The word "tenderness" might make you think of candy and flowers, a special song or a romantic dinner, but in the kitchen, "tenderness" isn't quite so romantic. It describes the texture of meat. Today's A Moment of Science asks, what makes meat "tender"?
Tenderness can depend on the cut of the meat. But chemical tenderizers can give any cut a more tender texture. One popular tenderizer is papain, which comes from the papaya tree. Papain works by breaking down meat proteins using a chemical process called hydrolysis.
Meat proteins are very large molecules. In hydrolysis, hydrogen atoms and hydroxide molecules attach themselves to the larger meat protein molecules and break the large proteins down into smaller molecules. The resulting smaller meat proteins have a softer texture.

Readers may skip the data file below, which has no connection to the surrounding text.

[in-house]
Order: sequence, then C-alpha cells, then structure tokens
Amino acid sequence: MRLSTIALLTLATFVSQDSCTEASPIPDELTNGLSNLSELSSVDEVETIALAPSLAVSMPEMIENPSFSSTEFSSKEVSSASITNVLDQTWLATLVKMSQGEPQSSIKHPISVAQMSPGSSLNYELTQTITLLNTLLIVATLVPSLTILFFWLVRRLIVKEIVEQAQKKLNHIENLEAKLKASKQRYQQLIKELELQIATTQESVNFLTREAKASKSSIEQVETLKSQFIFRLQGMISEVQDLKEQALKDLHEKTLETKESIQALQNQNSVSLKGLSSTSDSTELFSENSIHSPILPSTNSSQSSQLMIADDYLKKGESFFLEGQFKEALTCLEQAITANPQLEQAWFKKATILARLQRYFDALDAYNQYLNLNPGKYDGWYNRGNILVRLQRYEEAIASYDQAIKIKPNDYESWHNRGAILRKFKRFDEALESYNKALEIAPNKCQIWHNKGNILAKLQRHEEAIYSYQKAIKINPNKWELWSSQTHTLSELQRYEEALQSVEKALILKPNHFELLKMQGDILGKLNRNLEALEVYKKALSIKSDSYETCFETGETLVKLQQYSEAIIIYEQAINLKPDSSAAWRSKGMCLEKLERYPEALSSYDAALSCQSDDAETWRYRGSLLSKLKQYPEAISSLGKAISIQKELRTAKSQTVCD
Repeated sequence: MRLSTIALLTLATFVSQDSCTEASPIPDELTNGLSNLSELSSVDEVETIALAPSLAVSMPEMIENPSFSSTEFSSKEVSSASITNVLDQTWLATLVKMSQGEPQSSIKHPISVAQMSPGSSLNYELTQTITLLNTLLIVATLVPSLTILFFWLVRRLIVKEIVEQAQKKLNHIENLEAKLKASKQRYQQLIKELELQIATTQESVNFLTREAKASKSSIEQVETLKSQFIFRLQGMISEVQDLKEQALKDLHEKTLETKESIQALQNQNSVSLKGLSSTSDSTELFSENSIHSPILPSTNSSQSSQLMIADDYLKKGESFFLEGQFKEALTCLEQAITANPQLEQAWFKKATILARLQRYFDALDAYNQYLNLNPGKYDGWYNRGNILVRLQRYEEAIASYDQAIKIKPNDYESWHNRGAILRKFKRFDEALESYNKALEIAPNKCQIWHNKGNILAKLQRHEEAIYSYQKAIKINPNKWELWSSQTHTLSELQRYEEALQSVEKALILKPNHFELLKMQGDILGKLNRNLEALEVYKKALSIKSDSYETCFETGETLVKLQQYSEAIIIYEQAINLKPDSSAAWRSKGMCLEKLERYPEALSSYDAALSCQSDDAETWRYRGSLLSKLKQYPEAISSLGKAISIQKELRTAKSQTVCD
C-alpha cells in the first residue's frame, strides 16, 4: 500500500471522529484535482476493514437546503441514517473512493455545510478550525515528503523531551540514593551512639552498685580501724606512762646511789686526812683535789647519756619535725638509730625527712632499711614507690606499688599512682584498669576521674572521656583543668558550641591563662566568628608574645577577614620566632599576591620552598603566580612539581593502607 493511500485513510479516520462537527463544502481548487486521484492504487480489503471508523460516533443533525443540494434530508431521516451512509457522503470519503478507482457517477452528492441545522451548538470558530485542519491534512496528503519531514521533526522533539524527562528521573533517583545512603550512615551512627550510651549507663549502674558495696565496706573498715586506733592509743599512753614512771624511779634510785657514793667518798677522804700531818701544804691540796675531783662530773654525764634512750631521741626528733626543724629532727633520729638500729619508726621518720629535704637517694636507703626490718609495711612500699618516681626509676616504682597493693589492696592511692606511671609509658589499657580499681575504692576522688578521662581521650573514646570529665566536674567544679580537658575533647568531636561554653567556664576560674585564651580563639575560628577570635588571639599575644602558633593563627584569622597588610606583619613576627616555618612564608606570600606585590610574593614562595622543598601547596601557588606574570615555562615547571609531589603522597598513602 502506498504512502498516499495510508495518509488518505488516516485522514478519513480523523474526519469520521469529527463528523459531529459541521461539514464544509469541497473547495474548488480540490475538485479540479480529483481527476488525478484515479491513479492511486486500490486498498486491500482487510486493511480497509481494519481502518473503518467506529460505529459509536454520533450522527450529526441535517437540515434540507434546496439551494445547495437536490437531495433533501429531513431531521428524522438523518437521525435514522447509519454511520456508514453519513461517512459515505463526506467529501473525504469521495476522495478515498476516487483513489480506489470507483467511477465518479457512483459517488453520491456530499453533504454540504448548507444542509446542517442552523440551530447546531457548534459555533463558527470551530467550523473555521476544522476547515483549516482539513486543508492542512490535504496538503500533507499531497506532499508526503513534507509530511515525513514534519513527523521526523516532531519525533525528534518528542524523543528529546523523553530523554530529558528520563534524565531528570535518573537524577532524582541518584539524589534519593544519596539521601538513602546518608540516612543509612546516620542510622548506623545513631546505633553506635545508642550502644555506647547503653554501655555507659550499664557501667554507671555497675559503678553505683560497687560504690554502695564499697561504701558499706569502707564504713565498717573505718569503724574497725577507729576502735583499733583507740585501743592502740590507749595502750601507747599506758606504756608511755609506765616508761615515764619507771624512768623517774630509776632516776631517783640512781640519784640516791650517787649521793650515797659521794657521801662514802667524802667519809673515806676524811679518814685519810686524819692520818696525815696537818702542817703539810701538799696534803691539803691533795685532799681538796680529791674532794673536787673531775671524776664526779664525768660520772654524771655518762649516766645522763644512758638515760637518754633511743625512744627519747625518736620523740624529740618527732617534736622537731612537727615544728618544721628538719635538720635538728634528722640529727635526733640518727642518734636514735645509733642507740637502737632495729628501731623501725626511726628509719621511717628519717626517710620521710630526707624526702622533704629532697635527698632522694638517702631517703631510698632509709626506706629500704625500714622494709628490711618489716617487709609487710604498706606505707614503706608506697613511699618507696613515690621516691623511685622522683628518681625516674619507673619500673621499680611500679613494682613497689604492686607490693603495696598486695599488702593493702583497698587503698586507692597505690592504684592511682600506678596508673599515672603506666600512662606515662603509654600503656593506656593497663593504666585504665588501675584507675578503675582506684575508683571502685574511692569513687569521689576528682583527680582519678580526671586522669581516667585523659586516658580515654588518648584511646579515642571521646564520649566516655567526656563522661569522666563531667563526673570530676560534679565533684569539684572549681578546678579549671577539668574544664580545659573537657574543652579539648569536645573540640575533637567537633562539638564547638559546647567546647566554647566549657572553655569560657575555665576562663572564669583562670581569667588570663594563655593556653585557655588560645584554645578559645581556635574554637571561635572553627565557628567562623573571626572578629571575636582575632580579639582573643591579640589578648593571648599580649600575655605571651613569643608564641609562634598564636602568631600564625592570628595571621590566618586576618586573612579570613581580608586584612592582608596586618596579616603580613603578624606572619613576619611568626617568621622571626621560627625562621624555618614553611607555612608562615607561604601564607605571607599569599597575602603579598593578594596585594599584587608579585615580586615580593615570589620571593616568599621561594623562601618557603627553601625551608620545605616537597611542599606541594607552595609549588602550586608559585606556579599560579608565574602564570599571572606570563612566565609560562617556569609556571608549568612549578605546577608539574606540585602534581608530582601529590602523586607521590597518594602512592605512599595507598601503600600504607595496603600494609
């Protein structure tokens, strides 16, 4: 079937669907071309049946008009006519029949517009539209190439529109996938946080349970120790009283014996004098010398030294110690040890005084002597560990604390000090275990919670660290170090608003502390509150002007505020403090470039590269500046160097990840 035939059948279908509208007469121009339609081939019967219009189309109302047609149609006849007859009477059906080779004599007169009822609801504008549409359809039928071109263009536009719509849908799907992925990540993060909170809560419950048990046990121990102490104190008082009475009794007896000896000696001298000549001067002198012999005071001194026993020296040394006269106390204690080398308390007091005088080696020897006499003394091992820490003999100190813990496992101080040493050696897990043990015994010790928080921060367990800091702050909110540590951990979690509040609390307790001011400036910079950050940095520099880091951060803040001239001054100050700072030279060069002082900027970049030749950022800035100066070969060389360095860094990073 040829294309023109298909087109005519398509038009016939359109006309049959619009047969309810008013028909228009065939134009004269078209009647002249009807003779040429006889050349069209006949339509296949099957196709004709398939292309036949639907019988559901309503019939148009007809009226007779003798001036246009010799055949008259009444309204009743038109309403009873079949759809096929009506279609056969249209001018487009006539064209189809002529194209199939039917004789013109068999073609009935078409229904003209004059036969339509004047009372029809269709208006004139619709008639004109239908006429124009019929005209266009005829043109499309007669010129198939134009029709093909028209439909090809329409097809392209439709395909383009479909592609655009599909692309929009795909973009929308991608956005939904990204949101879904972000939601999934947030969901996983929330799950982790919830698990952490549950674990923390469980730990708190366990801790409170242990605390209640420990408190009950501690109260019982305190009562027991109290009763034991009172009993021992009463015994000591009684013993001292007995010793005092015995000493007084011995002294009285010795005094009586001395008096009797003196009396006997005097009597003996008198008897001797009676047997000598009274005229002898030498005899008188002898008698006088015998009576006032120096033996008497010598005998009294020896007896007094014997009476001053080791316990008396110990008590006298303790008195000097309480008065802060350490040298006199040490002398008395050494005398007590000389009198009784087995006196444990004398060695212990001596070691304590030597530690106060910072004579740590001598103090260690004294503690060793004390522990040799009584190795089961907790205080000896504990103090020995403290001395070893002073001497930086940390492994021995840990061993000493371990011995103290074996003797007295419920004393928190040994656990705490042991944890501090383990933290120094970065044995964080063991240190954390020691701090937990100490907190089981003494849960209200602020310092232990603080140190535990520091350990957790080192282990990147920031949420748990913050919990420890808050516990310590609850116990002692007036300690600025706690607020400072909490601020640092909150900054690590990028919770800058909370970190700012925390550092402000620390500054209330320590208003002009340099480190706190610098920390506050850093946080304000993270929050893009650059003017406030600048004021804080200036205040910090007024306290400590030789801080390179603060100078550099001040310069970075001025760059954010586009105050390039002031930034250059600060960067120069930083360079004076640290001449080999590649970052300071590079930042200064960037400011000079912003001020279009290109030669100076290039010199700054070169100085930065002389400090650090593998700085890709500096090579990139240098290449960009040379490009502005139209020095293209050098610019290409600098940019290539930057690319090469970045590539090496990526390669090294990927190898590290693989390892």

Papain's ability to break down proteins has other uses besides meat tenderizing. It is used in enzyme-cleaning solutions for contact lenses and in medicated ointments used to treat severe wounds.
Of course, there are other ways to tenderize meat without using chemicals. You can simply use a meat mallet to break down the large protein molecules by beating them into smaller pieces, but this method won't work, as papain does, on both meat and contact lenses.